The Union Theatre – until 24th Nov
Reviewed by Elizabeth J Smith
Benjamin Till has written a poignant piece following the true stories of the young men and woman of Leeds, between 28 Jul 1914 – 11 Nov 1918, the years of World War one.
All the men are members of the local amateur brass band and decide en masse to join the fight for King and Country. The women are left behind to carry on the jobs, in the munitions factory, traditionally done by the men. The ladies decide a great way to keep the home fires burning for their boys is to resurrect the brass band so they can greet the boys when they eventually come home. It is a story of love, courage, loss and deceit. It tells the tale of how the officers treated the
men in their charge. Of how a family is ripped apart because a young lad of 15 lies about his age and joins the furore, only to be shot for cowardice. The young newly weds who discover they are expecting their first child but the husband is shot on the frontline and his wife dies from complications to her health from working in the munitions factory. How gay man couldn’t stand together hand in hand without the threat of prison.
This tale reiterates the futilities of war but also reminds of the incredible sacrifices our ancestors made to keep this country free.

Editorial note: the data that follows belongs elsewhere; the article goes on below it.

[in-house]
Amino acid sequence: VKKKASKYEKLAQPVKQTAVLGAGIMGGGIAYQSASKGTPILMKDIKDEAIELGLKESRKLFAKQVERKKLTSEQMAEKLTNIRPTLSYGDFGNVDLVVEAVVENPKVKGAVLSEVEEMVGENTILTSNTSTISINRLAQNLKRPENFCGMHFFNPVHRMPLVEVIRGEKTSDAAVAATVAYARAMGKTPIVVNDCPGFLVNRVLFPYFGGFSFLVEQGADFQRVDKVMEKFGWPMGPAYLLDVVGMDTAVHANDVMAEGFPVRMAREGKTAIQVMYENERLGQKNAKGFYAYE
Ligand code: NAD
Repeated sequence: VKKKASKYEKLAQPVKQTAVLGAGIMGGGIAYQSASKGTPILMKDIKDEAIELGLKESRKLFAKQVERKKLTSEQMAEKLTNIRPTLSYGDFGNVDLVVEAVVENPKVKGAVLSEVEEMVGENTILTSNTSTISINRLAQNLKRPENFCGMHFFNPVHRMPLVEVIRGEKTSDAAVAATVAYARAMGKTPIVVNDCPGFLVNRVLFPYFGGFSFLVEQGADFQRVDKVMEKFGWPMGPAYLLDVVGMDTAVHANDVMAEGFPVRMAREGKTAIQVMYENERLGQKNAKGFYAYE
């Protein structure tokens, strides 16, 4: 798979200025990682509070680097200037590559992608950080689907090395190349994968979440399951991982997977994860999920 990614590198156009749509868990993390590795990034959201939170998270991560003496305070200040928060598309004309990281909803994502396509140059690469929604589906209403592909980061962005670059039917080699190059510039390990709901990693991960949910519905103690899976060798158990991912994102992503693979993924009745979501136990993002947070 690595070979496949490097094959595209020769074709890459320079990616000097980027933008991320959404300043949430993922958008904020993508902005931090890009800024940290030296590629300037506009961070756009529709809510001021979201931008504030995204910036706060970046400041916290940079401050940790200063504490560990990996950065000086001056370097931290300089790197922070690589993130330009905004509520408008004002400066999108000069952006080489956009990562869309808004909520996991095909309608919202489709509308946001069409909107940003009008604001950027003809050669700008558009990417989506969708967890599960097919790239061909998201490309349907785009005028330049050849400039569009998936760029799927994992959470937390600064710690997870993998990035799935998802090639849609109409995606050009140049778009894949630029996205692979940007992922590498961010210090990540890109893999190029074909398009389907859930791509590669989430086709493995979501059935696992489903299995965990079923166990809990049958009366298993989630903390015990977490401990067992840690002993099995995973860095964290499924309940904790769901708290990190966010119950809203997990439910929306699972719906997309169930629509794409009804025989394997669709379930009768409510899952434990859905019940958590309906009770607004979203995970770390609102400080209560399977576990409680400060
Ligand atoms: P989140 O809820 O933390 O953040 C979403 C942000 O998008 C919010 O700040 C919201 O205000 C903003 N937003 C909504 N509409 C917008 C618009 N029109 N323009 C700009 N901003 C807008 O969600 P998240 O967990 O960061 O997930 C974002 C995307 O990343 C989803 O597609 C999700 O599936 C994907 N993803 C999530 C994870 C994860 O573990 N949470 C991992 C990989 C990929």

The Union Theatre provides an intimate setting with a definite feeling of darkness. Creating the atmosphere of a Victorian factory and desolation of the trenches.
The music is supplied by a solo pianist, expertly played by Henry Brennan, musical director and some cast members with their brass instruments.
The set is expertly manoeuvred creating the different scenes and when the boys go over top there is a sense of despair.
All the performers created wholesome rounded characters, some with things to hide. The songs provided some great moments of true emotion. With note to “Shone with the sun”, Kelsie-Rae Marshall, “I make the shells”, Emma Harrold and “no man’s land” Sam Kipling.
The playing of the last post by Lawrence Smith brings a lump to the throat and a tear to the eye.
I thoroughly enjoyed the evening and left knowing that as the sun went down I would remember those brave young men and woman who I owe my society freedoms to today.